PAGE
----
Bangladesh did manage to peg back the visitors in the last 20 overs, and a total of 286 for six had threatened to be much bigger when Perara was in full flow. It was the first time that Mehidy Hasan Miraz, Shakib and Mustifizur had all gone wicketless in the same game after bowling a full quota of overs. Perhaps it was testament to a sensible Sri Lankan game plan of seeing off Bangladesh’s greatest assets with the ball’


The burden of expectation on Bangladesh’s premier allrounder and the best cricketer they’ve ever produced, is immense. The merest slight deviation from Shakib’s lofty standards inevitably creates conjecture. His returns against Sri Lanka have been disappointing, a paltry 19 runs from his favoured No 3 spot and three wickets representing serious underachievement.

Perhaps it’s his form with the bat that should cause most concern. The entire batting strategy is based on Shakib providing balance by batting at No 3 and scoring a mountain of runs, as he did during the 2019 World Cup. Each failure in that position creates the sense of his feats in the summer of 2019, being a purple patch. His lack of international cricket in the two years since the World Cup should not be understated. His international suspension, coupled by favouring the IPL over national duty, has undoubtedly made it difficult for him to slot straight back in. His willingness or otherwise to participate in the upcoming CPL and resumed IPL, will once again heighten the franchise v country debate.


Bangladesh’s innings got off to a familiar start with the early loss of their latest makeshift opener, Mohammed Naim. Shakib’s subsequent inability to control a short ball, offering a simple catch to short leg, meant that Mushfiqur found himself at the crease with the score on nine for two and plenty of rescuing to do again. But it was too much to ask this time and, in the face of a spiralling required rate, Mushfiqur uncharacteristically tried to hit over the top and perished at long-on for 28.

A pivotal moment in Bangladesh’s run chase came in the 10th over, when Tamim was adjudged to have edged behind off the enterprising bowling of Chameera. Tamim looked convinced that the on-field umpire had made a mistake, although the DRS showed no reason to overturn the decision.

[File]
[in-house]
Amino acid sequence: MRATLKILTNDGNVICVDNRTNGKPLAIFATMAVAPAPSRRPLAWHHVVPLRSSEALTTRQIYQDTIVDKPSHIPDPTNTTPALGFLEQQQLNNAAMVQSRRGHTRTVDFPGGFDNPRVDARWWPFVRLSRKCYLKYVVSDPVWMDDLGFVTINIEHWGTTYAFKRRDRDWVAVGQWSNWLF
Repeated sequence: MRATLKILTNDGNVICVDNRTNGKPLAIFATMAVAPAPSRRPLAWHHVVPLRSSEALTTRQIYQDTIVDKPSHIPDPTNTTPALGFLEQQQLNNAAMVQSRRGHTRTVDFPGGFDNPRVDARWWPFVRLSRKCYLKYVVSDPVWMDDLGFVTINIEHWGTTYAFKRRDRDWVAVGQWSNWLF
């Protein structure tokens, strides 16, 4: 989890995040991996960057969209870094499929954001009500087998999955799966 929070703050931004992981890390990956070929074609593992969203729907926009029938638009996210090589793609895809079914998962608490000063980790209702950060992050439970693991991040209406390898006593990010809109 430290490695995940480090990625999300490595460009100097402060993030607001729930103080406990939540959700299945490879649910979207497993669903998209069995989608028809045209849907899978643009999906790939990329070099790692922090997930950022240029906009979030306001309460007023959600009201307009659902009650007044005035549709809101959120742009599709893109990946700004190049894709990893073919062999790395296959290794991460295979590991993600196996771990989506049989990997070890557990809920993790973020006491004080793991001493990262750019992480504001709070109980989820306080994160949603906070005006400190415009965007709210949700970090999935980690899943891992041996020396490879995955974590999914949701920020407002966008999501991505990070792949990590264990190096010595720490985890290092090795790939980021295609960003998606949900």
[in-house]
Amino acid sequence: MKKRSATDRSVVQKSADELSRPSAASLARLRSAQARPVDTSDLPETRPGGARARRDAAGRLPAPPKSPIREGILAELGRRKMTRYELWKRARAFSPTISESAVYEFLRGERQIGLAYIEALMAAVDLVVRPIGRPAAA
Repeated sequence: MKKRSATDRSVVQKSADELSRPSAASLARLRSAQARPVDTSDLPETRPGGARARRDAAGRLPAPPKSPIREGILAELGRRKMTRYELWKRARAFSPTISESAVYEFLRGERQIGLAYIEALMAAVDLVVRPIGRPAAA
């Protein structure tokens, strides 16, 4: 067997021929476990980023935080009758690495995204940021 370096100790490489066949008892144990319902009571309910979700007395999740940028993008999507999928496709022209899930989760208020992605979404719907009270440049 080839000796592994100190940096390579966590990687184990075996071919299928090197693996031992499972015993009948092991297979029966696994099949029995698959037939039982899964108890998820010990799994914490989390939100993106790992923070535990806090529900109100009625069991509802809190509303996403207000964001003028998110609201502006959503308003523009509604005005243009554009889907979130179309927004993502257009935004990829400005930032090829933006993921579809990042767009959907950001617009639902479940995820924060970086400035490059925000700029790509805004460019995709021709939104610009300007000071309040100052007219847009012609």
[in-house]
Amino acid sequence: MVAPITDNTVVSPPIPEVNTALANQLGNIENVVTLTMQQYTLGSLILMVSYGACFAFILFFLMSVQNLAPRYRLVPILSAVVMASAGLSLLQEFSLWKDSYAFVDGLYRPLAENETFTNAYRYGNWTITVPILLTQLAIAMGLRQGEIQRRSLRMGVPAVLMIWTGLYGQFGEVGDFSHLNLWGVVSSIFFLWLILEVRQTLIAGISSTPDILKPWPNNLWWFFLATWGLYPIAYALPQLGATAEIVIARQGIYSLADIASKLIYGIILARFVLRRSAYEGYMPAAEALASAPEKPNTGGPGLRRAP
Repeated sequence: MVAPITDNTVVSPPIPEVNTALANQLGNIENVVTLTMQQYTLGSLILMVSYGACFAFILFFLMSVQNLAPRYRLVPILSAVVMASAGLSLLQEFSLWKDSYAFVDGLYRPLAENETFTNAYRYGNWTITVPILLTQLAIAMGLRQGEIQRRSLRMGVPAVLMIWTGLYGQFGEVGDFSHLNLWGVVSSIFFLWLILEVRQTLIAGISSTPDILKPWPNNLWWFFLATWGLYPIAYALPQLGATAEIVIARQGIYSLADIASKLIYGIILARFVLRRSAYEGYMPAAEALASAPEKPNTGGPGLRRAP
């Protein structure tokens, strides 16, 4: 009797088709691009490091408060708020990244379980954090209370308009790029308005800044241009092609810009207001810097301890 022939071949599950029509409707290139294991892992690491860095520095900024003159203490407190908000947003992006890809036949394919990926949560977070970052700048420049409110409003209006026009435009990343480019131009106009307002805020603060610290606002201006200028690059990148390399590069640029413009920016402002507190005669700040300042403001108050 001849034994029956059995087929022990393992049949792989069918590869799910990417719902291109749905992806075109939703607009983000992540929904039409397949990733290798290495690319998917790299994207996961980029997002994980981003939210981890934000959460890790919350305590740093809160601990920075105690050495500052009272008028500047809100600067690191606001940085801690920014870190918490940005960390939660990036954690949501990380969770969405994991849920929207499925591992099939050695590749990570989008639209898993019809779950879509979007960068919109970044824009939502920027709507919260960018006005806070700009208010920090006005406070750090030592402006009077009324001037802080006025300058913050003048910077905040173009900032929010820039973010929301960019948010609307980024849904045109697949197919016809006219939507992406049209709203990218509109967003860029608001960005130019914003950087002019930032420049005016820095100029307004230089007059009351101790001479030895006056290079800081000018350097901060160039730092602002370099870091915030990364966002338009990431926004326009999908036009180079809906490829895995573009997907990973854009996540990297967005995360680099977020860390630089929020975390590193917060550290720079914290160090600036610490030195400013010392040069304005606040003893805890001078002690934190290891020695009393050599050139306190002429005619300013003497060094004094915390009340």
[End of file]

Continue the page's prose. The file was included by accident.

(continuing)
Tamim’s bat hit the ground simultaneously with the ball passing the edge and, until more sophisticated technology is introduced to differentiate between the two sounds, an unsatisfying conclusion will always be reached. Despite a partnership of sorts stitched together by Mosaddek and Mahmudullah, whose experience and skill merits at least one place higher in the order, the target always seemed out of reach. Bangladesh were bowled out inside 43 overs and the 97-run winning margin was by no means an inaccurate reflection of both teams respective performances.


An under-the-radar ODI series between two of the least glamorous sides in world cricket still provided entertainment and plenty of narrative arcs for those willing to engage with it. The Dhaka pitches showed incremental improvement through the series but the importance of the toss and electing to bat first took away a large element of unpredictability. By winning the final game, Sri Lanka’s inexperienced team repaid the faith shown by selectors. Chameera was consistently excellent with the ball and fully deserved his five-wicket haul in the last match. Wanindu Hasaranga also showed the ability to become a genuine and potent allrounder. Sri Lanka’s next ODI assignment is in England and it would seem inconceivable that at least a couple of the seniors who were omitted from the Bangladesh tour aren’t reintroduced.

The series has consolidated the challenges that face Bangladesh in times ahead. The search for a consistent opening partner for Tamim continues, as well as someone able to inject authority in the middle overs. The over-reliance on the seniors, who are verging on veteran status, has been stark. Tamim, Shakib, Mushfiqur and Mahmudullah are fast approaching the twilight of their careers and there’s still no sign of anyone being able to replace them.